Lack of safe water has significant costs to societies in terms of health costs, lost economic productivity, and human suffering. For example, 14,000 to 30,000 people die each day from water-related diseases; most of these deaths are children and elderly persons. Concerns over these losses and suffering
Access to safe and reliable local water supplies is a major challenge in many communities in developing countries. Without the benefit of piped-in supplies, many people must devote part of their day to securing water for their daily needs. In this photograph, Pakistani villagers pull drinking water from a 122-meter (400-foot) well.
have spurred considerations over a human right to water. Typically, one thinks of human rights as general freedoms and a response to violence, as outlined in the 1948 Universal Declaration of Human Rights. If the United Nations recognized water as a fundamental human right, countries would have a duty to protect and promote these rights: then international law, declarations, and state practice could support the provision of water services to all.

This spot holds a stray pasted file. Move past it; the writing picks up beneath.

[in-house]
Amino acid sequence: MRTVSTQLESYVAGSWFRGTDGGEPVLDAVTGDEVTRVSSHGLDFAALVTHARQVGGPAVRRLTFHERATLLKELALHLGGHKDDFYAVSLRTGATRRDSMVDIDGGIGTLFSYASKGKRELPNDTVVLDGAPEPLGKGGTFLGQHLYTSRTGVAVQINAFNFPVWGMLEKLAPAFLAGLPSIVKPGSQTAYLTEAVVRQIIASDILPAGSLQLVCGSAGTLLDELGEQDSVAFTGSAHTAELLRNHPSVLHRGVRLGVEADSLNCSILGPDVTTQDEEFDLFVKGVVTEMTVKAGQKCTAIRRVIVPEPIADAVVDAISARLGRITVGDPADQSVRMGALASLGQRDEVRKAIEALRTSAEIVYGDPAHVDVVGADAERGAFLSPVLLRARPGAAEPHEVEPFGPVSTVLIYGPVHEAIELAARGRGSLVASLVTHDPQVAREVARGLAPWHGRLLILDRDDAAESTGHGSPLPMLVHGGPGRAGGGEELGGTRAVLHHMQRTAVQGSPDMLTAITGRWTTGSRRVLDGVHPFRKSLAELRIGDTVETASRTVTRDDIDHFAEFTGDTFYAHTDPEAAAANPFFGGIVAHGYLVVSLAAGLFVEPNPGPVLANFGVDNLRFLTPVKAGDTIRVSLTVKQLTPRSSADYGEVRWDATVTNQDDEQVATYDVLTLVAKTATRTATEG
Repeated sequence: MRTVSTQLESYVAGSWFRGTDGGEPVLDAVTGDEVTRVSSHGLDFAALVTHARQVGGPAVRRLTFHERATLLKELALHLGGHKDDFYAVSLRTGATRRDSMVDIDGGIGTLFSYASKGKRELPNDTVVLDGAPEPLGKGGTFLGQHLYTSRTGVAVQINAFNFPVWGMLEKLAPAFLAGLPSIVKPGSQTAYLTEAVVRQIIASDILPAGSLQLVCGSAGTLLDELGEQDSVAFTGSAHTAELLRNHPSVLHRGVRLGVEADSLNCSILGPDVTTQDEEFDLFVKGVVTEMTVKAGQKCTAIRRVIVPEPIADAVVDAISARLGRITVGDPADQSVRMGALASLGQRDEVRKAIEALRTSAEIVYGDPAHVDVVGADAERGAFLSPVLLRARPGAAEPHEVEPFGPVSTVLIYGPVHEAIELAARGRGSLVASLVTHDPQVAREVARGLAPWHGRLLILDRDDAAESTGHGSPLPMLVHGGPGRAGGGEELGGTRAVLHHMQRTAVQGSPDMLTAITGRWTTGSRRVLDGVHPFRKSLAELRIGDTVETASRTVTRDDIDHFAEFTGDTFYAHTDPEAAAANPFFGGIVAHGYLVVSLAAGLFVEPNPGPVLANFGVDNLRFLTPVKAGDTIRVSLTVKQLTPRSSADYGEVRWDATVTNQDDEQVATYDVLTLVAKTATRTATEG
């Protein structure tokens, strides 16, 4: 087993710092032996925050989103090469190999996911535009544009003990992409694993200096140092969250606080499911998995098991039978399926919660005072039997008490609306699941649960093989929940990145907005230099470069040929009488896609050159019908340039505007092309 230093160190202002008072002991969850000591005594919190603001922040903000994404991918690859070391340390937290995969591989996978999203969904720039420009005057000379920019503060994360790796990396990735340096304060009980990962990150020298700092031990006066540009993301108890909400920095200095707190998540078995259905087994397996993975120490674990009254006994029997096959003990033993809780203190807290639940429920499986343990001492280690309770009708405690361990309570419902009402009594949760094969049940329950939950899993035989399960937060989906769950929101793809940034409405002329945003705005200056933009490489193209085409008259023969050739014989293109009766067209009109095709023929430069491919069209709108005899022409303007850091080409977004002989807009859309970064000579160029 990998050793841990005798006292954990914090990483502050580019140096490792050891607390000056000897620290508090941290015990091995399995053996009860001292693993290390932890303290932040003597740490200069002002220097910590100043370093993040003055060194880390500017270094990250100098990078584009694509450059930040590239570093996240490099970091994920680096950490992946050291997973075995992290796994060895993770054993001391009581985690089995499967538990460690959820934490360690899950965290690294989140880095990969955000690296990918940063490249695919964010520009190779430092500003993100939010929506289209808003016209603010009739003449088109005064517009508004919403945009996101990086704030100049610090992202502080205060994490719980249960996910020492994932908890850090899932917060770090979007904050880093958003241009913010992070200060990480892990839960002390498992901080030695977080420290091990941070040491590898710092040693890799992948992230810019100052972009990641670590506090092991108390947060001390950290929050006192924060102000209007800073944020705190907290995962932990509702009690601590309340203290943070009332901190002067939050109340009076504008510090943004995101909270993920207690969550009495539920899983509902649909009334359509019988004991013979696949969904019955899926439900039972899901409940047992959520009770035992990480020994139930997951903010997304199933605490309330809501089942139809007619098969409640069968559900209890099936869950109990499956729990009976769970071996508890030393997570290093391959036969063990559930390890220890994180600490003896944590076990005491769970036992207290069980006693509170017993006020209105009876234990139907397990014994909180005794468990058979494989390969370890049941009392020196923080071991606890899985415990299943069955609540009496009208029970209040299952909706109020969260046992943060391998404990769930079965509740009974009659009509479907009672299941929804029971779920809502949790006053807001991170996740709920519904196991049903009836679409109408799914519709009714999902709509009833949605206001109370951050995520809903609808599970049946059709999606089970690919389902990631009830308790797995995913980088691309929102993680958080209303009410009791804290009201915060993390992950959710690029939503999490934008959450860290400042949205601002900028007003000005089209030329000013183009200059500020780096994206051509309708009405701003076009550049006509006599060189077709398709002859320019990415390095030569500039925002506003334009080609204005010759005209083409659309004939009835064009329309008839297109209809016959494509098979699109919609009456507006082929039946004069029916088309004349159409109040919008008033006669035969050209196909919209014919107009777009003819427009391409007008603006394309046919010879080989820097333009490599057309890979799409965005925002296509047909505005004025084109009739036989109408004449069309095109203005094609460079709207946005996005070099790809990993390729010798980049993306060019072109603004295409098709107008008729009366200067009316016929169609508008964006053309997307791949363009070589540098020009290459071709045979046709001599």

Many view universal access to basic water services as a fundamental condition for human and economic development. The overall lack of access existing around the world today is a failure of modern economic development efforts. The World Bank estimates that more than 1 billion people lack access to safe drinking water and over 3 billion live without access to adequate sanitation systems needed to reduce harmful water-related diseases.